# Does $(xy)^2 = x^2 \times y^2?$

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Is this true or false?

$(xy)^2=x^2 \times y^2$

**Why some people say it's true:** It's easy: $(xy)^2=(xy)(xy)=xxyy=x^2 \times y^2.$

**Why some people say it's false:** It's not that easy... there must be something I have missed...

The statement is $\color{#20A900}{\textbf{conditionally true}}$.

The statement is true if the operator $\times$ is commutative $($that is, $x\times y=y\times x \; \forall x,y)$ and associative $($that is, $x(yz)=(xy)z\;\forall x,y,z).$ This is always true with real numbers, but not always for imaginary numbers.

We have $(xy)^2=(xy)(xy)=x{\color{#D61F06}{yx}} y=x{\color{#D61F06}{xy}}y=x^2 \times y^2.\ _\square$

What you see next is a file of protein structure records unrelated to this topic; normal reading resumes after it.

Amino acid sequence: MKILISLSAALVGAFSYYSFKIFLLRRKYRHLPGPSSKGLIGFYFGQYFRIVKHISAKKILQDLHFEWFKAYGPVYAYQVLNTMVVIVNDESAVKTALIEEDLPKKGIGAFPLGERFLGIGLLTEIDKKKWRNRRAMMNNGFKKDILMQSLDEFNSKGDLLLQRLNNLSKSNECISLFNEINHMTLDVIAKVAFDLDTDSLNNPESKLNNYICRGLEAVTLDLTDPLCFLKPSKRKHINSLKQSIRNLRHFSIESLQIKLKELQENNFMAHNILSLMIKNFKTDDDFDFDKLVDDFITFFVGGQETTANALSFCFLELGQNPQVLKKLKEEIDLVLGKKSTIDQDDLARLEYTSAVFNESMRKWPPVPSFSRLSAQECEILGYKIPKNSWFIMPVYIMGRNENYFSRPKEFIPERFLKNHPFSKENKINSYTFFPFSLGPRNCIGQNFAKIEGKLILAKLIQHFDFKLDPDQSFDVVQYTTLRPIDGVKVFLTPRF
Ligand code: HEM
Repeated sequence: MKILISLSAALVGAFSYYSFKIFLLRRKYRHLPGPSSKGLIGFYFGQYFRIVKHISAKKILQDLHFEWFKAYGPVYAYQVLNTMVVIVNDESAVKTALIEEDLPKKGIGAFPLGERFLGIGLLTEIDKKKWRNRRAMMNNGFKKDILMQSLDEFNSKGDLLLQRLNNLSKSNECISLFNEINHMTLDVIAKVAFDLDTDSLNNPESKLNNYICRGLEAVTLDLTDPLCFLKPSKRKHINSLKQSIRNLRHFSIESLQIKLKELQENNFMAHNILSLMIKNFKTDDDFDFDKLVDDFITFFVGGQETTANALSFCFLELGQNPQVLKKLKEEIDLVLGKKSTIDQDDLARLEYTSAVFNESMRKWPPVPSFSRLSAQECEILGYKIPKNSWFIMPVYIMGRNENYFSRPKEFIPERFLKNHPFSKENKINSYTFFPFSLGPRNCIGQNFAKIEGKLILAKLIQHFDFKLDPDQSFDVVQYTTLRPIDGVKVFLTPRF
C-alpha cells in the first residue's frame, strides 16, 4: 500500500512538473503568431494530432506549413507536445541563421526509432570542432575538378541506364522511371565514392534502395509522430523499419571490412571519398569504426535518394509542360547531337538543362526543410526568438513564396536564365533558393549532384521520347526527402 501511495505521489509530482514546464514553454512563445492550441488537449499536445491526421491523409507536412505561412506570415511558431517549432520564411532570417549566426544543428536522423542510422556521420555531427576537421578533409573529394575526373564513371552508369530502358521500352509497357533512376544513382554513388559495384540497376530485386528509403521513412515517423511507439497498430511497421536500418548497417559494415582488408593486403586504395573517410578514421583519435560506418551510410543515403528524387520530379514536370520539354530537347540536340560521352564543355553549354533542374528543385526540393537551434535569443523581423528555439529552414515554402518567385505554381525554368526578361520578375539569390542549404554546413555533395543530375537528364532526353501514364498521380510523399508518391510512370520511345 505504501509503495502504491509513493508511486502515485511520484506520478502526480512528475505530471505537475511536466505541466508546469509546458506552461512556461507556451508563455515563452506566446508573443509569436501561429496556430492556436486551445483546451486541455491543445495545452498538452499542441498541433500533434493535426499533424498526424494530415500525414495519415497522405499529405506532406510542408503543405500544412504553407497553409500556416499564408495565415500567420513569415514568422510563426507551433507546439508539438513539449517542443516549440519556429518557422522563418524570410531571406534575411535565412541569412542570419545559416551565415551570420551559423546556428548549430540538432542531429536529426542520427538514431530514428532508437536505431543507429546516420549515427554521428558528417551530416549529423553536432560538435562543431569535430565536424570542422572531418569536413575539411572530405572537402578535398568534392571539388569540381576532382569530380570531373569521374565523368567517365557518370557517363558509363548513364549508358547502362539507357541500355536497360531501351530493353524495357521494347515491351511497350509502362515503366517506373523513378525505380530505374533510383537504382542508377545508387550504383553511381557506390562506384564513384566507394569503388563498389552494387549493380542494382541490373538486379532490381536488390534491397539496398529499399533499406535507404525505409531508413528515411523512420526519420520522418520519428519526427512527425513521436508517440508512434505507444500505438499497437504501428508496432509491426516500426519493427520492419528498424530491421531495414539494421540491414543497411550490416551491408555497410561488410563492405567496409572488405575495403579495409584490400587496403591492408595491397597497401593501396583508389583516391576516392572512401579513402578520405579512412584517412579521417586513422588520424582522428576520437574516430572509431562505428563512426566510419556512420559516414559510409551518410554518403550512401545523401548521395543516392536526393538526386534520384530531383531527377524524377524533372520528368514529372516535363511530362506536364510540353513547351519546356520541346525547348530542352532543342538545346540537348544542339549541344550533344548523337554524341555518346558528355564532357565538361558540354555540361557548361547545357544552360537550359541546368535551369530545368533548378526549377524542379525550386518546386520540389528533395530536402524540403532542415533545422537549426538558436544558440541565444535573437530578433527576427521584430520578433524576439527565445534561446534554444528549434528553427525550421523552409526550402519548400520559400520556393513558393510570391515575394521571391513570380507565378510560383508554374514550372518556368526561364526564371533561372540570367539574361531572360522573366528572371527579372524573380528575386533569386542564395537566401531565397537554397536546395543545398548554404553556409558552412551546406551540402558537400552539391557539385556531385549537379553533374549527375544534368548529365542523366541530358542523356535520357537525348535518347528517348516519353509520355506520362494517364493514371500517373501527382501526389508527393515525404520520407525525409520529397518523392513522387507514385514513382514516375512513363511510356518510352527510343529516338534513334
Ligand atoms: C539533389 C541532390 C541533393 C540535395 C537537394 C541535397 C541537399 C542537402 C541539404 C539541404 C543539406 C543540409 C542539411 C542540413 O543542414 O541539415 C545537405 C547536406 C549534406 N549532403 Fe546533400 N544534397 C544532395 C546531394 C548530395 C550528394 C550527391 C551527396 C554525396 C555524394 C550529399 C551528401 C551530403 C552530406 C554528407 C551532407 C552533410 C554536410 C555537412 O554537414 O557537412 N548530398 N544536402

For non-commutative operators under some algebraic structure, it is not always true:

Let $\mathbb Q$ be the set of quaternions, and let $x=i,y=j\in\mathbb Q$.

Then $(xy)^2=(ij)^2=k^2=-1.$

However, $x^2\times y^2=i^2\times j^2=(-1) \times (-1)=1$.

This is because $ij \neq ji$.

In fact, $ij=-ji$.

Let $S_3$ be the symmetry group of $3$ elements, and let $x=(1\;2),y=(2\;3)$ in cycle notation:

- $(xy)^2=\big((1\;2)(2\;3)\big)^2=(1\;3\;2)^2=(1\;3\;2)(1\;3\;2)=(1\;2\;3)$
- $x^2\times y^2=(1\;2)^2(1\;3)^2=()()=(),$
which are clearly unequal.

**Cite as:**Does $(xy)^2 = x^2 \times y^2?$.

*Brilliant.org*. Retrieved from https://brilliant.org/wiki/is-a-plus-b-squared-equal-a-squared-plus-b-squared/